I would give anything in the world to be able to announce a retraction tomorrow saying we got it all wrong and there will be no cuts to KiwiSaver, WFF, Student loans or public services. Somehow I don’t think that’s going to happen though. But do you want to make it interesting, Pete G?

    • PeteG 3.1

      What about if there were acceptable adjustments to them considering the circumstances?

      Or do you think that government benefits, credits and services should only every remain the same or increase, and they should never decrease no matter what the economic conditions are like?

      • Colonial Viper 3.1.1

        When economic conditions are tough and private sector spending is falling, the Goverment must raise new revenue from the wealthy and spend more into the economy.

      • Lanthanide 3.1.2

        Here’s the first headline from Stuff for you: “Working for families cuts bigger than expected”.

        • joe bloggs

          Under today’s changes the total cost of the WFF scheme will be trimmed by 4%, dropping from $2.8 billion now to $2.6 billion by 2015. That’s $200m in cuts by 2015, targeting families with working age children – neither earthshattering nor “bigger than expected”.

          New operating spending of around $4 billion which is tightly focused on frontline health and education services – a positive move.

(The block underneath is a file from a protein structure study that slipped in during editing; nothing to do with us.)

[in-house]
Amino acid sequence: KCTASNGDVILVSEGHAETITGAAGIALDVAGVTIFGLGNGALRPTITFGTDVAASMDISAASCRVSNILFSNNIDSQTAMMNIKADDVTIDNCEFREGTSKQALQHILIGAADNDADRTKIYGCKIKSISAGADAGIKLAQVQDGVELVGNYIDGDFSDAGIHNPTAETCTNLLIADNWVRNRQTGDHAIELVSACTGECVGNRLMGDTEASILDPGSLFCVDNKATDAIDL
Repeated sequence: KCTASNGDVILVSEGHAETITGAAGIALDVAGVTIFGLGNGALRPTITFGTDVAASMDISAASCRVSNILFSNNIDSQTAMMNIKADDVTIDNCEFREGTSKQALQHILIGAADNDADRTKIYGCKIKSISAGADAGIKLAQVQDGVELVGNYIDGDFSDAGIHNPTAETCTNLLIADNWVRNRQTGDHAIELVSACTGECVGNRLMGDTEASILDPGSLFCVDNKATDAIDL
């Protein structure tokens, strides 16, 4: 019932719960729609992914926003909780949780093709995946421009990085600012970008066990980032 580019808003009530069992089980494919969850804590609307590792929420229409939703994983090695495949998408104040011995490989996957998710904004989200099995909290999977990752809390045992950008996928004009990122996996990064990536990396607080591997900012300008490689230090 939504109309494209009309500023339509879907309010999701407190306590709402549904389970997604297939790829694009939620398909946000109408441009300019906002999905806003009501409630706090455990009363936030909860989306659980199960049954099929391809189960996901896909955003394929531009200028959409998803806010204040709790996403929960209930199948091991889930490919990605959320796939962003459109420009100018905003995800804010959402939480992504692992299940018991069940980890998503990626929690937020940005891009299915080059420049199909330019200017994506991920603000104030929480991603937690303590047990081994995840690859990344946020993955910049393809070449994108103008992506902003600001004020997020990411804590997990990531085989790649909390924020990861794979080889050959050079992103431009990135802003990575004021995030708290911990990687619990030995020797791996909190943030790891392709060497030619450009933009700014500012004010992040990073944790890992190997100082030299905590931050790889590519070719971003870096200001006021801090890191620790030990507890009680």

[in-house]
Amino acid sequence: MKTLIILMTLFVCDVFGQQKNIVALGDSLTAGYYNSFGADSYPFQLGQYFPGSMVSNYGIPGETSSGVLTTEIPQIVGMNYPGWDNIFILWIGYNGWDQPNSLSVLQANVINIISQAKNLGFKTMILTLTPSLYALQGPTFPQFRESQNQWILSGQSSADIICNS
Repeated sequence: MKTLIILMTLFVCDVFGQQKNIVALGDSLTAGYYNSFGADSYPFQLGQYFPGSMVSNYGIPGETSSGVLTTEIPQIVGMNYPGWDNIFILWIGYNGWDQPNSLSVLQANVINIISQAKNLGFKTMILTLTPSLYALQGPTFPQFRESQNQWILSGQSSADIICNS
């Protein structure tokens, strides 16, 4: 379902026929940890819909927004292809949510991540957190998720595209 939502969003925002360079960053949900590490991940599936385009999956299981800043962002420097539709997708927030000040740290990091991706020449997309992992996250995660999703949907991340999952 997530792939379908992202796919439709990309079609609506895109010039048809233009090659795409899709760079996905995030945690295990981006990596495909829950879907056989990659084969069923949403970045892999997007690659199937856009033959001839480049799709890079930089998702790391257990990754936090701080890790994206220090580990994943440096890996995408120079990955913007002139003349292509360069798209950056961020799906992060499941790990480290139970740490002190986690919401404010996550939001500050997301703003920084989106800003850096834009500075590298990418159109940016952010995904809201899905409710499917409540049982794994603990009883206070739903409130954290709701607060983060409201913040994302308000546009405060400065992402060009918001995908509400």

Compulsory employer contributions to Kiwisaver to rise to 3% – that’s a 50% increase over the current level – makes up for the reduction in Govt support.

          The “repayment holiday” for borrowers based overseas will be cut from three years to one year – at long bloody last! These pricks who hive off overseas after racking up huge debts take twice as long to repay their loans as those of us who have chosen to stay in NZ. About time they were brought back to play on the same level playing field as the rest of us.

          Student loan defaulters will have no more access to loans – the previous Labour government allowed student loan defaulters to borrow yet more under the loan scheme. Good to see that rort addressed.

          All kudos to the Nats for a fiscally responsible approach to a very difficult economic climate.

          • mickysavage

            JB the figures are premised on considerable growth.  They expect 4% this year.  There is not the slightest chance that this will occur and when it does not occur we are suddenly in a big financial hole.  This really is smokes and mirrors stuff.

            • PeteG

              Do you think they should be cutting expenditure more just in case?

              • No I think that they should tax the wealthy so that the deficit is addressed.
                Audrey Young in the Herald says this:

                Bill English’s plan to return the country to surplus sounds good but feels flimsy.